Steve Crain, left, joined Tim Murch, as 4M Building Solutions leadership after being promoted to president in January Photo Courtesy Of 4M

Before officially handing Crain the reigns to the president position, Murch wanted 4M to reach a lofty goal. For years, 4M was in a rut. Despite strong leadership and the good talent and effort from its team members, 4M seemed unable to move past the range of $50 million in sales. That's when Murch, Crain and Executive Division Vice President Dan Cline threw up a number that they were determined to hit: $100 million in sales within seven years.

The "moonshot goal" as Murch calls it, will soon be passed — January 2020 being the most recent conservative estimate. Once the goal is in fact achieved, it will be due in part to efforts of Crain and a strategy he developed.

"Battle city focus" as Crain calls it, is a commitment for 4M to only do business in the cities and towns where it belongs at a particular point in time. In the past, for example, clients have nudged 4M towards going into cities where the company probably shouldn't have gone, says Crain. While the appeal of expansion is attractive, it's best for a company not to take on more than necessary.

"(For example) we've got an infrastructure built to service San Antonio, Texas, so you want to stay there, but not (go to) Dallas, Fort Worth or Houston," says Crain.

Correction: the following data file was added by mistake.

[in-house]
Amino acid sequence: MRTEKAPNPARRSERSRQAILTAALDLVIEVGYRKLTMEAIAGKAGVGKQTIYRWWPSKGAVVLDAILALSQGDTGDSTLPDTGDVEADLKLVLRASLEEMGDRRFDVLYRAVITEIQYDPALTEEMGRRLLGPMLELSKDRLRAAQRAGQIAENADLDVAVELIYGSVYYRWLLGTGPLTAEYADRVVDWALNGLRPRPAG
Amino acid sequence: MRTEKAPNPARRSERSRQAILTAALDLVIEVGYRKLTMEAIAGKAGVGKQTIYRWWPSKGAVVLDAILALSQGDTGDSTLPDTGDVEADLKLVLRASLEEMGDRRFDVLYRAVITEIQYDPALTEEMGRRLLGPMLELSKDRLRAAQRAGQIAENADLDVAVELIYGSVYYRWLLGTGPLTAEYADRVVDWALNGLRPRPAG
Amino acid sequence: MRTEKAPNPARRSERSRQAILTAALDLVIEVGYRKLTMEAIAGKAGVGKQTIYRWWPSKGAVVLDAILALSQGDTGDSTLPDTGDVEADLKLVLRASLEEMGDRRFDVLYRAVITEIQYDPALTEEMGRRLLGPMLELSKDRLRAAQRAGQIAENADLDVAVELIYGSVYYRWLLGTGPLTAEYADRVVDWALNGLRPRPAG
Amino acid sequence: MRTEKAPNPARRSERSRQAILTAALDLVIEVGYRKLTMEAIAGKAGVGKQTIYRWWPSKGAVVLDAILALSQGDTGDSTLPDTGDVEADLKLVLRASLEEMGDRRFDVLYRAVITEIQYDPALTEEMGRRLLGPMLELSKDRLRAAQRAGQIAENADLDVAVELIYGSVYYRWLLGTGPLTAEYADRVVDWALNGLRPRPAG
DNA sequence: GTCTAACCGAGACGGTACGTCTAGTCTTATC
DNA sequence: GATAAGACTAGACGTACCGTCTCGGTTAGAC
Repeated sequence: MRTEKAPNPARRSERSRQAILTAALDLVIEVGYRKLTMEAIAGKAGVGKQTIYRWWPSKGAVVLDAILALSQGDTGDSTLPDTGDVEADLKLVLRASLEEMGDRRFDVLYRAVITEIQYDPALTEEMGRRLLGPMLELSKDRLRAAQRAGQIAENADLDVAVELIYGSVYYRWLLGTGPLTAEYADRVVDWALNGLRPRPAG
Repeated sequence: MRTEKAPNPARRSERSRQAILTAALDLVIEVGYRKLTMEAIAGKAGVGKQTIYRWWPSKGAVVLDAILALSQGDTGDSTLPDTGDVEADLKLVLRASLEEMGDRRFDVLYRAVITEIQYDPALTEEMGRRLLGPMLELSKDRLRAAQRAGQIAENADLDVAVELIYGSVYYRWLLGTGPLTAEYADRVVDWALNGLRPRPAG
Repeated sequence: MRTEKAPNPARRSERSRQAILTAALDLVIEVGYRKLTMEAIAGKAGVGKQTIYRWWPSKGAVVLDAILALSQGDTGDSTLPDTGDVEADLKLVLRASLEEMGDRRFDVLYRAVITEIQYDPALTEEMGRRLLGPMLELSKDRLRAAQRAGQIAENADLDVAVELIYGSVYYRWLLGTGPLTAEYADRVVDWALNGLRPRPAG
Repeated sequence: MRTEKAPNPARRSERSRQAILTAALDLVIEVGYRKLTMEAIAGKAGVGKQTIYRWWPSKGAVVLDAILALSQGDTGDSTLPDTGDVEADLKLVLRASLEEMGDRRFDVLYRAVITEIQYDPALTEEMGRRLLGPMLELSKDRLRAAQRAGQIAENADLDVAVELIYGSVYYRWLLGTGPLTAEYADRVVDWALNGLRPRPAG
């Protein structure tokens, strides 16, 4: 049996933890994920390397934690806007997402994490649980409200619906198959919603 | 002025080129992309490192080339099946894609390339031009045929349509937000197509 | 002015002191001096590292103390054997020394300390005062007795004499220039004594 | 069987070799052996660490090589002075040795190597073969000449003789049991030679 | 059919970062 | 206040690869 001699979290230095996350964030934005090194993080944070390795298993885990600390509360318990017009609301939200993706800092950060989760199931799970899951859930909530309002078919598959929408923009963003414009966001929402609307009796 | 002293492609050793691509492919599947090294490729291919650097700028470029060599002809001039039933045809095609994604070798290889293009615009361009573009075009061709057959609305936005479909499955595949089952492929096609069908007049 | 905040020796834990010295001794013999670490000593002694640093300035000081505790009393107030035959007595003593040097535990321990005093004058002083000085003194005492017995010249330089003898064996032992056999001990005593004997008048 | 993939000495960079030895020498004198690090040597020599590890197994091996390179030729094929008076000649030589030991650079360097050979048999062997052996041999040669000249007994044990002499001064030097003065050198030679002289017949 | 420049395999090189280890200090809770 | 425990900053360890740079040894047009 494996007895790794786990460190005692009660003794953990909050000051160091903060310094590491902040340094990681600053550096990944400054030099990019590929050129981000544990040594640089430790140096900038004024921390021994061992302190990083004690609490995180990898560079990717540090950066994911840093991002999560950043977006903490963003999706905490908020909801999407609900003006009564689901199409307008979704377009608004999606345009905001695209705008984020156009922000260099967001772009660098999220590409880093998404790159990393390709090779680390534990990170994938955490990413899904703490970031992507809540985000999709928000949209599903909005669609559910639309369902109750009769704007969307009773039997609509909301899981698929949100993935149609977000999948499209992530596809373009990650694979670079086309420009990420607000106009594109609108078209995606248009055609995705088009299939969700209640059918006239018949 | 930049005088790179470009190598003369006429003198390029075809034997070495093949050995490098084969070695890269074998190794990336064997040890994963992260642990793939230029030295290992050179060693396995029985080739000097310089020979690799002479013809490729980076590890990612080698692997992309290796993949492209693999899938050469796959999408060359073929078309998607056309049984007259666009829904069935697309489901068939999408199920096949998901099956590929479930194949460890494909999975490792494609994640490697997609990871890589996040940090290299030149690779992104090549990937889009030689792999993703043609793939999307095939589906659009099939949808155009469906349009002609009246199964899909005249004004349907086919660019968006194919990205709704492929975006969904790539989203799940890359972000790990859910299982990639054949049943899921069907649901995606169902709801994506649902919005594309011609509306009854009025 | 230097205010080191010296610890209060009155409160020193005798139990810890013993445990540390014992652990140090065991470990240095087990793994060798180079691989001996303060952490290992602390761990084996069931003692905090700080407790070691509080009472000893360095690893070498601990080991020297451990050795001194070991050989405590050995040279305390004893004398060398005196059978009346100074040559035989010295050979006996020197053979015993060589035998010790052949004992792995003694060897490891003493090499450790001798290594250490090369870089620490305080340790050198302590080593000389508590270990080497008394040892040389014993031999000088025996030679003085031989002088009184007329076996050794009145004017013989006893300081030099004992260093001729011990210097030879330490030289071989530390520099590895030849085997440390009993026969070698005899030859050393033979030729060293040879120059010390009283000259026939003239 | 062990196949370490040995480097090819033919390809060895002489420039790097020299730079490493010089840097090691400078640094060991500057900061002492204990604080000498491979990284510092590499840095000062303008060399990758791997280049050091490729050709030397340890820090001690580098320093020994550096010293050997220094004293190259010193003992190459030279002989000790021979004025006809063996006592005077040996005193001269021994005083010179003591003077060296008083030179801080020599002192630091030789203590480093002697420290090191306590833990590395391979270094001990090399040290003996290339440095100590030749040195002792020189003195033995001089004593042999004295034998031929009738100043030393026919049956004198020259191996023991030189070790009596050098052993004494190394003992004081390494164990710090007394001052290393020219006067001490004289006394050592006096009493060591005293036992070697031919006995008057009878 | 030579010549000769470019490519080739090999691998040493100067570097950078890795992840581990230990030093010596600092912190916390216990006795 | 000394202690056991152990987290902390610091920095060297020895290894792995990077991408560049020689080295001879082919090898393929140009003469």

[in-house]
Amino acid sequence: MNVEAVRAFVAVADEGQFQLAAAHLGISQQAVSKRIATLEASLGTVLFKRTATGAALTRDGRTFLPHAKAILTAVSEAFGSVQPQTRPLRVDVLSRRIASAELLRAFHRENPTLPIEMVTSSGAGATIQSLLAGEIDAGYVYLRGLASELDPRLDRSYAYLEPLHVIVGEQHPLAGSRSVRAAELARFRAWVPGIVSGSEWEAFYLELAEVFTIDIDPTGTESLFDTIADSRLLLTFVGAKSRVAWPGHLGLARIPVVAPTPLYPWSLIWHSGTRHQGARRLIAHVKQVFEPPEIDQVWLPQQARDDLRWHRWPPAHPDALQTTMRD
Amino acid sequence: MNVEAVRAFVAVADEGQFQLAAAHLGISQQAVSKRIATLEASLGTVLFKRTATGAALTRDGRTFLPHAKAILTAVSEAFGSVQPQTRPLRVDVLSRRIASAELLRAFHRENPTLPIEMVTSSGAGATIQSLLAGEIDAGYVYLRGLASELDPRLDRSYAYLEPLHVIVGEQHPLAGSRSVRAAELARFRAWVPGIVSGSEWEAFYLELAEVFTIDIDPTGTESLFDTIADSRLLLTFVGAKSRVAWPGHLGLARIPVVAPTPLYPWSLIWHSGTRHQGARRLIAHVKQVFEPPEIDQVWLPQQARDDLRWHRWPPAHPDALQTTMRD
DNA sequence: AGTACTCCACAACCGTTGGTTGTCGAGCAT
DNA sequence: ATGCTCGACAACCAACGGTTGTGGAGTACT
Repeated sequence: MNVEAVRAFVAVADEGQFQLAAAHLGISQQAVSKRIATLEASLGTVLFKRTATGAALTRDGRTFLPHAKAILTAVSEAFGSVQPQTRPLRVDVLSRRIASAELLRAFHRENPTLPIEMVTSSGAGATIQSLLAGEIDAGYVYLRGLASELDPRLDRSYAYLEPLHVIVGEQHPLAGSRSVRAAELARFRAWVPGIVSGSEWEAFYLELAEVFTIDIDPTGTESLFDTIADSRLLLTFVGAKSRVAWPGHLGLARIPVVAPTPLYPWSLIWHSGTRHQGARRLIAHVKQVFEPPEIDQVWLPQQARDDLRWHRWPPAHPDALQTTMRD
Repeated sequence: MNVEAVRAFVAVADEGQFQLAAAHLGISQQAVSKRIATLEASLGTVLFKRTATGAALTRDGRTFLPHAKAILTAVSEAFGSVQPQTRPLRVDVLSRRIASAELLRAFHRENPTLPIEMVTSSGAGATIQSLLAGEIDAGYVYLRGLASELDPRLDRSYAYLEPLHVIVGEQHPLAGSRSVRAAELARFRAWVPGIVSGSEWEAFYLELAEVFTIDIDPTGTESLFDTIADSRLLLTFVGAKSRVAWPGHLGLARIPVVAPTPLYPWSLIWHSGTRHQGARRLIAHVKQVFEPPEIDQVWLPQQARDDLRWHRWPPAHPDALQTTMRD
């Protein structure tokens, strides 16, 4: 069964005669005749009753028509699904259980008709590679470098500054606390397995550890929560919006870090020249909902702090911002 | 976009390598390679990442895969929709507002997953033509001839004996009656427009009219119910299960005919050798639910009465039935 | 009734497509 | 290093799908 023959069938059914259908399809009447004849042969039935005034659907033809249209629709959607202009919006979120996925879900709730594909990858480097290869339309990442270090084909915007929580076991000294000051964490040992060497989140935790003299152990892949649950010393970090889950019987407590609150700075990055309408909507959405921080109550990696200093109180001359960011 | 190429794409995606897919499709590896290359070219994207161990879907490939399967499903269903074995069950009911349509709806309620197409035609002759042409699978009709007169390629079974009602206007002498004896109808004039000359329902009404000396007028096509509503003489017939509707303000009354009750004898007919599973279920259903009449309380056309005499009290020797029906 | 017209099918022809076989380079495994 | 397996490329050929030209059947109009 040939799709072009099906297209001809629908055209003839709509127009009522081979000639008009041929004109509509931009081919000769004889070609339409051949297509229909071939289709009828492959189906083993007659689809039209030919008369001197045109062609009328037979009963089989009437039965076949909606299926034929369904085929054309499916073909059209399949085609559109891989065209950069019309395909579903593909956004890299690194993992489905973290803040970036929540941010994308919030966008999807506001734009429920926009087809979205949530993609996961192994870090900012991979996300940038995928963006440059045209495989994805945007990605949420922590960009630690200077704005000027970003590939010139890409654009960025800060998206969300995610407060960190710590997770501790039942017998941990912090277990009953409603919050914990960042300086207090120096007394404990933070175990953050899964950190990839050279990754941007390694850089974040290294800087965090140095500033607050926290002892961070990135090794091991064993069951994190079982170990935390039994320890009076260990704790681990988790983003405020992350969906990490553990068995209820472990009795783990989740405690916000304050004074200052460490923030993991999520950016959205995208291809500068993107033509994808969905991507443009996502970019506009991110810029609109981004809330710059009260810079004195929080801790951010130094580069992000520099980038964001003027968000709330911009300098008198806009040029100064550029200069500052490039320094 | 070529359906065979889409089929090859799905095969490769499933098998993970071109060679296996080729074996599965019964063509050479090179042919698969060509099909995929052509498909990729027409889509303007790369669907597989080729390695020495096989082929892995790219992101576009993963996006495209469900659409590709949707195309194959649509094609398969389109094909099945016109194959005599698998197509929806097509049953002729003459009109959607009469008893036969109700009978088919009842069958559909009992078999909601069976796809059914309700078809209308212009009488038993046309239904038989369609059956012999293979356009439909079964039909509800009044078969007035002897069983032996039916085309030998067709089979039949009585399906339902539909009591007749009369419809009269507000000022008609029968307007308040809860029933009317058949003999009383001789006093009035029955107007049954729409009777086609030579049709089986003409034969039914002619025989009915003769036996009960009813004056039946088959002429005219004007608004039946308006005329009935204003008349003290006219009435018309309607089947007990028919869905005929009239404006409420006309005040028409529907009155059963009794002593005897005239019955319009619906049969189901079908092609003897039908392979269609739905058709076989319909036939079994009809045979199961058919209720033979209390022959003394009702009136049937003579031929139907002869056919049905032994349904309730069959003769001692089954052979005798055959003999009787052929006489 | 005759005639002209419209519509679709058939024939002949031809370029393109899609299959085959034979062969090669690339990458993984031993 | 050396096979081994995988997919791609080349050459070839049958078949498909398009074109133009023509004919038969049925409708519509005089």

While he says the appeal of expansion is attractive (saying no to a nice account outside a battle city can be a challenge), it's best for a company to stick to this method, which has proven effective.

"It's not that we can't create a battle city — we will," says Crain. "But we make sure we're not saturating those battle cities. For me, I struggle with not having a battle city focus."

Once it became more clear that 4M was on a stable track to achieve its $100 million goal, Murch made the call to have his righthand man replace him as president.

"Quite frankly, it was overdue because Steve was doing most of the work of the president already," says Murch.

When it comes to company history, Crain's promotion did buck one significant trend. Prior to Crain being named president, Mitch and Tim were the only individuals to have served in that capacity for the company. However, the decision to hand leadership to someone outside of the family for the first time wasn't totally without some form of precedent. The company prides itself on giving workers the opportunity to advance their careers as far as their work ethic and talents will take them. Crain, having succeeded at every position he held within the company, did just that.

"The culture of 4M provides a career path," says Cline. "His promotion says there is an opportunity at every level of the company."

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